Want to compete with Finland, Singapore, Shanghai, and the rest of the world’s top-performing school systems? Invest in teachers.
Teacher quality was one of several hallmarks discussed by Andreas Schleicher, who as Director of the OECD’s Programme for International Student Achievement (PISA), is the architect of the world’s best-known study on international school quality. Schleicher spoke on March 26 at the Museum of Fine Arts, Houston, as part of Houston A+ Challenge’s speaker series on public education.
Systems that perform well on the PISA test – both those who have dominated for years, like Finland, and systems on the rise, like Vietnam – invest their dollars in teachers’ pay, training, ongoing professional development, and time to plan and collaborate.
“The quality of an education system can never surpass the quality of its teachers,” he noted. “The education system is created by those on the front line.”
Though attracting the best and brightest college grads to the profession can help, many high-performing countries begin with average candidates. Robust teacher training – frequently grounded in hands-on practice, and often offered at little or no cost to trainees – lays the groundwork for these systems’ strong teacher corps.
Furthermore, top-performing systems retain teachers better than low-performing systems. Salaries competitive with other professional fields play a role, as does the high respect for teachers in many countries. In countries where teachers contribute to the school’s educational vision and management, share standards for excellence, and maintain an intellectual interest in the job, student performance on PISA tends to rise.
Schleicher noted that investing in the quality of teachers can mean a trade-off with teacher quantity. Like many countries that perform below the OECD average, U.S. schools invest in small class sizes. Korea, by contrast, has 40 or more students per class. The U.S. also spends a higher-than-average portion of its education dollars outside of the classroom – in, for example, administration and testing.
Teacher Quality in Context
Teacher quality was just one of several “must haves” Schleicher identified as hallmarks of high-performing systems.
Cultural factors, such as placing a high value on education, play a substantial role: Parents’ daily interest in their children’s studies is as predictive of success as socioeconomic factors. Students’ sense of self-efficacy –confidence in their ability to master the material, attributing success or failure to their own work rather than external factors – is substantially higher in top systems.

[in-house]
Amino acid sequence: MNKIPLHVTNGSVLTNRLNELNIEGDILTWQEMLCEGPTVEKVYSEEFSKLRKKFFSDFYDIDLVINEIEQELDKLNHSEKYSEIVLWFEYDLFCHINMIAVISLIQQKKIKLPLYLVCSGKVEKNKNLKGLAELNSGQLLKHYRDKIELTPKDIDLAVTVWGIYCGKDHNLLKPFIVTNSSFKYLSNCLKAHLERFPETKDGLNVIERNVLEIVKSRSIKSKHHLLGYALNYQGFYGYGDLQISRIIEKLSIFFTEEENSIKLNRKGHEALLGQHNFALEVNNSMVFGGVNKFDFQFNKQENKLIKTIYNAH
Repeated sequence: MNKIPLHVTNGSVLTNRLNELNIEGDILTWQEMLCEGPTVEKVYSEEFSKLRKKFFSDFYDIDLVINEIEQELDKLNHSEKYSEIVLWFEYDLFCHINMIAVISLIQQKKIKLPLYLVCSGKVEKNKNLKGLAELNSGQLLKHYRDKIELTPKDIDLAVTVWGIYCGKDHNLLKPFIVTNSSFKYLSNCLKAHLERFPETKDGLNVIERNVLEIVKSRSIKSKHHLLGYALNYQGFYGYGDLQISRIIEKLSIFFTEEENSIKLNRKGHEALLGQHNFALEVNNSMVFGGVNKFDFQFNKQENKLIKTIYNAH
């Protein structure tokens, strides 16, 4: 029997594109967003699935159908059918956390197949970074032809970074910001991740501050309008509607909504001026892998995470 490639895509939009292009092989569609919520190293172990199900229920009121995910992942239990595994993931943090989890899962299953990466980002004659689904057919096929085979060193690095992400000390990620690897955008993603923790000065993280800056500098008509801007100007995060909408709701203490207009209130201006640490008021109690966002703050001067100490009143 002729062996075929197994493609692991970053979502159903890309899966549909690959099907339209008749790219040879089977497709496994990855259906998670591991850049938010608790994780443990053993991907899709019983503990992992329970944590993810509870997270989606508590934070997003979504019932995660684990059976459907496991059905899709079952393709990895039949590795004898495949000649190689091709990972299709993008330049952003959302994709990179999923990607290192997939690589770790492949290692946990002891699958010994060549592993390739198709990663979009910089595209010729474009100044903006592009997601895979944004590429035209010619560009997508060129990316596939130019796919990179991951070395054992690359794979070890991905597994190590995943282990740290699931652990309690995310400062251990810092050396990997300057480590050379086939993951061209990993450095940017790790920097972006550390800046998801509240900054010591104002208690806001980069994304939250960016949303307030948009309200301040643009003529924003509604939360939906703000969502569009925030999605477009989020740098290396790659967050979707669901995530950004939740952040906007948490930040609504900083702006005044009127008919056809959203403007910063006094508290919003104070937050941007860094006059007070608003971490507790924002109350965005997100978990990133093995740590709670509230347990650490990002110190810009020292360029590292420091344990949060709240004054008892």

Policies matter too. Nearly all top systems feature high-stakes gateways that force students to take responsibility for their own performance in order to advance, as well as clear, universal, high expectations for student performance.
PISA: Testing for an Information Economy
The richness of the data presented is a reflection of PISA’s purpose and origins. Andreas Schleicher began his career as a physicist and developed the test as a scientific approach to determining whether schools – a substantial investment in any country – were truly preparing students for the future.
The test is designed to test student’s preparedness to be knowledge workers. As routine physical and mental work is usurped by analytical and interpersonal jobs in workplaces worldwide, students must be prepared with the skills to think, communicate and problem-solve.
“The world economy no longer pays you for what you know,” Schleicher noted. “Google knows everything. The world economy pays you for what you can do with what you know.”
Though some critics deride the PISA scores as an oversimplified ranking, the program is, at its core, a detailed study of the complicated systems that underlie future economic success and produce a happy, healthy population.
Schleicher noted that around the world, highly skilled workers are more likely not only to be employed and earn high wages, but also to be in good health, volunteer in their communities, feel a sense of political efficacy, and have trust in their relationships.